We're all progressing, I believe. Some days it feels that the improvement is minute, and other days it feels like it all happened so long ago. My sisters and I had the task of sorting through Mom's clothing and jewelry and from some of the clothing (which would never fit me, my Mother was impossibly tiny), I am eventually going to have a memory quilt made. We're also working on having a memorial bench installed at her favorite park in the Spring.
I've been giving Dad some basic cooking lessons and he's catching on quickly! Mom would definitely be proud of his growing menu. I like to think she's been keeping an eye on him. Us.
Actually, I've always been very much the skeptic about places like "heaven" and "hell." I'm quite the textbook agnostic, to be honest. The more I studied religions, the less I believed in any of them. I appreciated the history of them, the rituals, the art and the stories. But believe? Nope. Except possibly some forms of Buddhism which are not deity-based at all. Despite my disbelief, I always remained open to the possibly of some kind of other existence after, and possibly before, this one. There are just so many reports of people having experienced something. I don't believe all of the stories, though. Eben Alexander's "Proof of Heaven" was supposed to be groundbreaking - he was a neurosurgeon who experienced a whole long length of time somewhere "else" while in a coma. I read it, but wasn't convinced by his account.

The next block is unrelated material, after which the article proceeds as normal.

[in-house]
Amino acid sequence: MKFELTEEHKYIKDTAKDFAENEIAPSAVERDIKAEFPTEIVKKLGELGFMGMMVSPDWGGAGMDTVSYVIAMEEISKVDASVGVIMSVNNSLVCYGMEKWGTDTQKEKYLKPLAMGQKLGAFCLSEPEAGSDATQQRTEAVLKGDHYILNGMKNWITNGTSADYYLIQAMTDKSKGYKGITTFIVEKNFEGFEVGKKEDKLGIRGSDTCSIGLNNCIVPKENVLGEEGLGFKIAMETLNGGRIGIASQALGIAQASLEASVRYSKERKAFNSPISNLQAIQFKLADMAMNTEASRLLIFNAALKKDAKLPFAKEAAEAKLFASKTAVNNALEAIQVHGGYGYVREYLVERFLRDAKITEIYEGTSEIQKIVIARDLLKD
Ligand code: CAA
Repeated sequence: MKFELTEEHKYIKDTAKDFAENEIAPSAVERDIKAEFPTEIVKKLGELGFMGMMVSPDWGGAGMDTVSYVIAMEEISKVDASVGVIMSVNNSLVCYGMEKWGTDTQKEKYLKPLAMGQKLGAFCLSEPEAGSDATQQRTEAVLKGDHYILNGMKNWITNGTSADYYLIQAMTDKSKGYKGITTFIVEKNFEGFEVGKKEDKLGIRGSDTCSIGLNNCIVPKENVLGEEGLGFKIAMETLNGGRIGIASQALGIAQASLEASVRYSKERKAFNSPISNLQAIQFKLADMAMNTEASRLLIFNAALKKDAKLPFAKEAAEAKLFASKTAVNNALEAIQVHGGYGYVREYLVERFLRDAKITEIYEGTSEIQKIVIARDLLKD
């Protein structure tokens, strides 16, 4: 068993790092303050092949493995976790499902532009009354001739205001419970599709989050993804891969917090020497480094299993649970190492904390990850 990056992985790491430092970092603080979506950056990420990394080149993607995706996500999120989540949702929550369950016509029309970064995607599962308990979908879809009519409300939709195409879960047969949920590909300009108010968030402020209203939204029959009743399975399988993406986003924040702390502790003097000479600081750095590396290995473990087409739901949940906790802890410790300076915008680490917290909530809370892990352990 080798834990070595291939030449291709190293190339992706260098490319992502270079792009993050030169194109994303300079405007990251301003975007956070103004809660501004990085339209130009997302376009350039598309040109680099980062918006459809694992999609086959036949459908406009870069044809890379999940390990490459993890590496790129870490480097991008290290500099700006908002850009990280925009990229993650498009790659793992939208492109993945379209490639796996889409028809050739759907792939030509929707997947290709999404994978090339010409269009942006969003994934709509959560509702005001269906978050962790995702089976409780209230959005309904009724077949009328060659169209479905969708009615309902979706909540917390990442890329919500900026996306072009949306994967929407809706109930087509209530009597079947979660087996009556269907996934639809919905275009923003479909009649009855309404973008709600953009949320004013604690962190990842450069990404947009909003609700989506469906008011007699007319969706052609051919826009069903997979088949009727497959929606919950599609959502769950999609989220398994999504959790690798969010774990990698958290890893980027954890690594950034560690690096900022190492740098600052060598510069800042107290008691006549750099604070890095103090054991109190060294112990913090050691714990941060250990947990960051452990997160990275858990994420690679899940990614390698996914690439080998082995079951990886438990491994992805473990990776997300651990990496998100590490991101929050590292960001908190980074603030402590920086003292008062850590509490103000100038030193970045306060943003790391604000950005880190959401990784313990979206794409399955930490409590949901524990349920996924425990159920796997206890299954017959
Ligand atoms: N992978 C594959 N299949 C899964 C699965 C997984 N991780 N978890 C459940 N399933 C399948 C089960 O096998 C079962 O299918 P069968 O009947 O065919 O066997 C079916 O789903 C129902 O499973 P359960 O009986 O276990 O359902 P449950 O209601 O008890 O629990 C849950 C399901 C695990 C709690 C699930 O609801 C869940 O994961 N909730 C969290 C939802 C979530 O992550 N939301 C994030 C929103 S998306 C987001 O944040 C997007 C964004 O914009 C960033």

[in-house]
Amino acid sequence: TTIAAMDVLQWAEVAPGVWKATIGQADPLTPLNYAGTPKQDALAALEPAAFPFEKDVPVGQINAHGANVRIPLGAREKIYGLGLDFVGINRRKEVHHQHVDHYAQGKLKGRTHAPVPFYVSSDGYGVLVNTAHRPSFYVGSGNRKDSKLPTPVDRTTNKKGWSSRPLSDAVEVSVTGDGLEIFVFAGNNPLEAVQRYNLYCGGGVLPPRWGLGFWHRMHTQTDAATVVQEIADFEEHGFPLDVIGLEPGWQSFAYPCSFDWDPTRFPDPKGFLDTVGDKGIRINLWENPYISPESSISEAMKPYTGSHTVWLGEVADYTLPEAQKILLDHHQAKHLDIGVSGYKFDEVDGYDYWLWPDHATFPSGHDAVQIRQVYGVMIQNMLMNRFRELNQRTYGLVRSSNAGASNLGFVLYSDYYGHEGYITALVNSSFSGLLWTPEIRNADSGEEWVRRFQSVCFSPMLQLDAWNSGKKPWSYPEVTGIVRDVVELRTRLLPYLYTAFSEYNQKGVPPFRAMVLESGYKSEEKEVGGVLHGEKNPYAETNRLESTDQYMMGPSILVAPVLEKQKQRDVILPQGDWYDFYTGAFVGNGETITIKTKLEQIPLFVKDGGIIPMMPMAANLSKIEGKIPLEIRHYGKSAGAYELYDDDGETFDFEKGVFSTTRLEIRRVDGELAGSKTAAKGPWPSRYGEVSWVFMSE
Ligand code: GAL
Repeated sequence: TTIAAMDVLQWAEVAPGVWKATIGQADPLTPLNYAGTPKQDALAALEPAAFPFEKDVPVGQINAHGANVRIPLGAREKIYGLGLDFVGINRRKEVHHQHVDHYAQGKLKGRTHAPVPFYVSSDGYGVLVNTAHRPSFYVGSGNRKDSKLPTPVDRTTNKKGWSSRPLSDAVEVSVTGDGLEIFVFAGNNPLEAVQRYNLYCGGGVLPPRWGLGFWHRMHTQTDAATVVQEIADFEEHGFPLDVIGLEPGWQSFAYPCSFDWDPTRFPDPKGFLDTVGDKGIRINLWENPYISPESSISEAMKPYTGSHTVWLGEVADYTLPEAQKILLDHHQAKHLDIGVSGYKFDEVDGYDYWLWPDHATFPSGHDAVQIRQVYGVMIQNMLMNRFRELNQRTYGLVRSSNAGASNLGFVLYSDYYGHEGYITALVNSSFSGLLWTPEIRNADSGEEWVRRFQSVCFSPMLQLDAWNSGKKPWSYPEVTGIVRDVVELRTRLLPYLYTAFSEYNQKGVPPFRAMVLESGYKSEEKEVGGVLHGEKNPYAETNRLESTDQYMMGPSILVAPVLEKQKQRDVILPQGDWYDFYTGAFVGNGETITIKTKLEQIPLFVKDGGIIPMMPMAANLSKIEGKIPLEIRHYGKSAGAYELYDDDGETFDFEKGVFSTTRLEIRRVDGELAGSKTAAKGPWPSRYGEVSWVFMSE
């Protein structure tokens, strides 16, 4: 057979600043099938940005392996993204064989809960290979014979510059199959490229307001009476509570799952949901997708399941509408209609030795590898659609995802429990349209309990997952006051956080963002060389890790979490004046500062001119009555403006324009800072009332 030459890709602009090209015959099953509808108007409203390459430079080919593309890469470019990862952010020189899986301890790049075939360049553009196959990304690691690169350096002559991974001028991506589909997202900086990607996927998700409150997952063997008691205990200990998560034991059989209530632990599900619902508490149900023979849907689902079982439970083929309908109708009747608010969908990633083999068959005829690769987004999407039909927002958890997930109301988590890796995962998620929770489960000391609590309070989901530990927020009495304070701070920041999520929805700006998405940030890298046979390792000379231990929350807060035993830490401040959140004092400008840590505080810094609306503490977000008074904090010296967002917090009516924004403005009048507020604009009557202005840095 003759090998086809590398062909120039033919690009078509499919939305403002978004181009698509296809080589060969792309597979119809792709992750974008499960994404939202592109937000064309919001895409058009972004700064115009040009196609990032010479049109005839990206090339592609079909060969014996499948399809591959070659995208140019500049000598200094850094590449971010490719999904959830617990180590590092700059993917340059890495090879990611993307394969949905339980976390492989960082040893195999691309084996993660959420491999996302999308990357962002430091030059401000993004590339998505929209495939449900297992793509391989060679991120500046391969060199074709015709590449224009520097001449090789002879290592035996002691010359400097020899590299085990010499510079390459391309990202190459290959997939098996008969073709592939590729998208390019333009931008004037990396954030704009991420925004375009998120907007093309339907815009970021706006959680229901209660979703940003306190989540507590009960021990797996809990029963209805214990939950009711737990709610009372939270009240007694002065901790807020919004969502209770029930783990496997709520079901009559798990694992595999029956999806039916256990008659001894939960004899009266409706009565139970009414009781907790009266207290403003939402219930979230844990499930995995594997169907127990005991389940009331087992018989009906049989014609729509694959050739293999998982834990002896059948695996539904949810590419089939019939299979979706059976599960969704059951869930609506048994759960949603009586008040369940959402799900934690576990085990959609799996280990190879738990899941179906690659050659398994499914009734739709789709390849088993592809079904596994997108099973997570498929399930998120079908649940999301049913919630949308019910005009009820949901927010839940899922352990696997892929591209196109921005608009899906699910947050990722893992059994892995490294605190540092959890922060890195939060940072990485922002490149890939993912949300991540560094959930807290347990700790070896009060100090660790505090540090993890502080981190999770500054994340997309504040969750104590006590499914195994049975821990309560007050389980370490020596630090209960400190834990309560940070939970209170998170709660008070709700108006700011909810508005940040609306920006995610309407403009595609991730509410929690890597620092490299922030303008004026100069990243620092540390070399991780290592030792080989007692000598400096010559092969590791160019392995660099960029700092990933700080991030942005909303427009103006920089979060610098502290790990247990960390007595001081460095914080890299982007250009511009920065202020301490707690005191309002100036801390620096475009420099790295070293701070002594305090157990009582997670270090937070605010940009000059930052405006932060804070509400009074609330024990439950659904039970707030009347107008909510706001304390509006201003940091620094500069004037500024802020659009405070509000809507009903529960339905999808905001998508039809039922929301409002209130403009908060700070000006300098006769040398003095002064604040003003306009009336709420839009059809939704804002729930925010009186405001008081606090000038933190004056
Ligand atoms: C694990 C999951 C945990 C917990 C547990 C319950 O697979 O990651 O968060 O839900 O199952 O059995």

Instead, it is the simpler and very average accounts - so many of them - that give me caus to remain hopeful that there is something more later. This is a good example I came across today:
“I’m not asking you to believe anything. I’m simply telling you what I believe. And I have no idea what the next life will be like. Whatever I saw was only from the doorway, so to speak. But it was enough to convince me totally of two things from that moment on: One, that our consciousness does not cease with physical death; that it becomes, in fact, keener and more aware than ever. And secondly, that how we spend our time on earth, the kind of relationships we build, is vastly more important than we can know.”
– George G. Ritchie, M.D., Near-Death Survivor
I don't count on it, though, enough to change my personal motto: carpe diem.
Because today may turn out to be all there is, and if so, I want it to be worth it.